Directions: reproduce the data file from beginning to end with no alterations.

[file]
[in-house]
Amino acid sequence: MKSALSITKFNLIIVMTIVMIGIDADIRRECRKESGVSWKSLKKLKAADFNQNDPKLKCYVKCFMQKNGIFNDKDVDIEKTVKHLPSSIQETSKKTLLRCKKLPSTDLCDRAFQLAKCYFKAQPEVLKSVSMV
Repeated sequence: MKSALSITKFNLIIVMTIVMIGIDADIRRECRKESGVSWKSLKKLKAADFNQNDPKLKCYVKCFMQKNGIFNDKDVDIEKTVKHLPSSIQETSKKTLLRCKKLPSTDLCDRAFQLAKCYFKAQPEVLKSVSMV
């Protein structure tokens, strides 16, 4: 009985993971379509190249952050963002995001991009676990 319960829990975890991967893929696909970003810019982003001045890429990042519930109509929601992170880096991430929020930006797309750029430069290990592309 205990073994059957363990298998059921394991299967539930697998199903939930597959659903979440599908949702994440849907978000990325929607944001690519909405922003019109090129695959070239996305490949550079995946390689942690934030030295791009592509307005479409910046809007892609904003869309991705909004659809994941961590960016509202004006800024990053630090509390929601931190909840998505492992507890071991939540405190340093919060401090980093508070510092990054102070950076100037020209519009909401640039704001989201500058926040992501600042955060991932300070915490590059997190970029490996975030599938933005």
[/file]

[in-house]
Amino acid sequence: MKSALSITKFNLIIVMTIVMIGIDADIRRECRKESGVSWKSLKKLKAADFNQNDPKLKCYVKCFMQKNGIFNDKDVDIEKTVKHLPSSIQETSKKTLLRCKKLPSTDLCDRAFQLAKCYFKAQPEVLKSVSMV
Repeated sequence: MKSALSITKFNLIIVMTIVMIGIDADIRRECRKESGVSWKSLKKLKAADFNQNDPKLKCYVKCFMQKNGIFNDKDVDIEKTVKHLPSSIQETSKKTLLRCKKLPSTDLCDRAFQLAKCYFKAQPEVLKSVSMV
């Protein structure tokens, strides 16, 4: 009985993971379509190249952050963002995001991009676990 319960829990975890991967893929696909970003810019982003001045890429990042519930109509929601992170880096991430929020930006797309750029430069290990592309 205990073994059957363990298998059921394991299967539930697998199903939930597959659903979440599908949702994440849907978000990325929607944001690519909405922003019109090129695959070239996305490949550079995946390689942690934030030295791009592509307005479409910046809007892609904003869309991705909004659809994941961590960016509202004006800024990053630090509390929601931190909840998505492992507890071991939540405190340093919060401090980093508070510092990054102070950076100037020209519009909401640039704001989201500058926040992501600042955060991932300070915490590059997190970029490996975030599938933005």